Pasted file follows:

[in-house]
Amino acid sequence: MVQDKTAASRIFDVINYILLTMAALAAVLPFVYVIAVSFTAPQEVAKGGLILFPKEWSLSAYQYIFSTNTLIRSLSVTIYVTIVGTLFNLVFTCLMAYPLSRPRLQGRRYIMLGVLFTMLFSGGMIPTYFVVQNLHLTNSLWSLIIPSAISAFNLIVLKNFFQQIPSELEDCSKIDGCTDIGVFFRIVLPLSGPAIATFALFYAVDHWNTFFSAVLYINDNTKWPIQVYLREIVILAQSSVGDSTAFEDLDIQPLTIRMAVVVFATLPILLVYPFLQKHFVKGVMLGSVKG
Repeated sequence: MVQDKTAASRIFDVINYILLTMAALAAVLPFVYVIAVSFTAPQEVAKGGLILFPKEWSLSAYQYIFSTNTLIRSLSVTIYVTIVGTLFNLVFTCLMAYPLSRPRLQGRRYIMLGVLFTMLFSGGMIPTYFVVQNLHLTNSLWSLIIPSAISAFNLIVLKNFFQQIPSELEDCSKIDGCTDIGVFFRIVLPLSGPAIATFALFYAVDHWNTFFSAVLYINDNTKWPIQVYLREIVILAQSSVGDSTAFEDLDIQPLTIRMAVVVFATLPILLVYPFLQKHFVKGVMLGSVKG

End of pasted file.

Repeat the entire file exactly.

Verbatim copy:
[in-house]
Amino acid sequence: MVQDKTAASRIFDVINYILLTMAALAAVLPFVYVIAVSFTAPQEVAKGGLILFPKEWSLSAYQYIFSTNTLIRSLSVTIYVTIVGTLFNLVFTCLMAYPLSRPRLQGRRYIMLGVLFTMLFSGGMIPTYFVVQNLHLTNSLWSLIIPSAISAFNLIVLKNFFQQIPSELEDCSKIDGCTDIGVFFRIVLPLSGPAIATFALFYAVDHWNTFFSAVLYINDNTKWPIQVYLREIVILAQSSVGDSTAFEDLDIQPLTIRMAVVVFATLPILLVYPFLQKHFVKGVMLGSVKG
Repeated sequence: MVQDKTAASRIFDVINYILLTMAALAAVLPFVYVIAVSFTAPQEVAKGGLILFPKEWSLSAYQYIFSTNTLIRSLSVTIYVTIVGTLFNLVFTCLMAYPLSRPRLQGRRYIMLGVLFTMLFSGGMIPTYFVVQNLHLTNSLWSLIIPSAISAFNLIVLKNFFQQIPSELEDCSKIDGCTDIGVFFRIVLPLSGPAIATFALFYAVDHWNTFFSAVLYINDNTKWPIQVYLREIVILAQSSVGDSTAFEDLDIQPLTIRMAVVVFATLPILLVYPFLQKHFVKGVMLGSVKG